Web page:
What is great about this place is it is home to incredibly diverse and unique terrestrial and marine ecosystems. In addition to the unique pageantry of Mother Nature, this southernmost tip is also rich with cultural and historic resources. Lighthouse Point still holds significant value and heritage to Bahamians in general and Eleutherans in particular. Generations to come must be able to enjoy this ecosystem and every stakeholder has a responsibility to protect it and ensure balanced, sustainable development.
What is sustainable and responsible tourism?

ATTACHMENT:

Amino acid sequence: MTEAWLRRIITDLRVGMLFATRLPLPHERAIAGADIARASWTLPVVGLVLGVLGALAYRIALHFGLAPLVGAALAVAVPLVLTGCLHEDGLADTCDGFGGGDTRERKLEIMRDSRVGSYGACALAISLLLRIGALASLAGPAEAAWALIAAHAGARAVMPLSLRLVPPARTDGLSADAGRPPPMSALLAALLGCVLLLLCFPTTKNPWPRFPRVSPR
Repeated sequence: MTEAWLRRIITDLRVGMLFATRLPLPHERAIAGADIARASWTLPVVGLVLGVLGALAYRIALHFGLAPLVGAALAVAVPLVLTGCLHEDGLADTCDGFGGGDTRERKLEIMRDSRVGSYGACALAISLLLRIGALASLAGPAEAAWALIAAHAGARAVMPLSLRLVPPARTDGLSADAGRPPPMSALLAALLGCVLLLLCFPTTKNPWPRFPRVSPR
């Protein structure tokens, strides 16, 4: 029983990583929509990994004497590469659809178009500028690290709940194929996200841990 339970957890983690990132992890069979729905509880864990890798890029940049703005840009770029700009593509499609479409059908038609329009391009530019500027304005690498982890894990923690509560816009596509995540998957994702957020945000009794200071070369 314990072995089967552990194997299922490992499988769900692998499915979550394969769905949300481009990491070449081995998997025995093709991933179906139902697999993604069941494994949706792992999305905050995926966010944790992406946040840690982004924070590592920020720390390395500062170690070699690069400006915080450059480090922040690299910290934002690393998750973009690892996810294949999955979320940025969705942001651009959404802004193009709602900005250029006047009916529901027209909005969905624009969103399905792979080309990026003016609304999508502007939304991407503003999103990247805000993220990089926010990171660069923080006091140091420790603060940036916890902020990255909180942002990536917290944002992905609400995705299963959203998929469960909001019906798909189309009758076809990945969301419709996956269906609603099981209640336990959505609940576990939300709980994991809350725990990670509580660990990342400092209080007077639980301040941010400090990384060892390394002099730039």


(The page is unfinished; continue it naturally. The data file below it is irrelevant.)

According to the World Tourism Organisation (WTO), sustainable tourism is defined as, “Tourism that takes full account of its current and future economic, social and environmental impacts, addressing the needs of visitors, the industry, the environment and host communities”. The WTO further adds that: (a) Sustainable tourism should make optimal use of environmental resources that constitute a key element in tourism development, maintaining essential ecological processes and helping to conserve natural heritage and biodiversity; (b) Sustainable tourism should respect the socio-cultural authenticity of host communities, conserve their built and living cultural heritage and traditional values, and contribute to inter-cultural understanding and tolerance; and (c) Sustainable tourism should ensure viable, long-term economic operations, providing socio-economic benefits to all stakeholders that are fairly distributed, including stable employment and income-earning opportunities and social services to host communities, and contributing to poverty alleviation.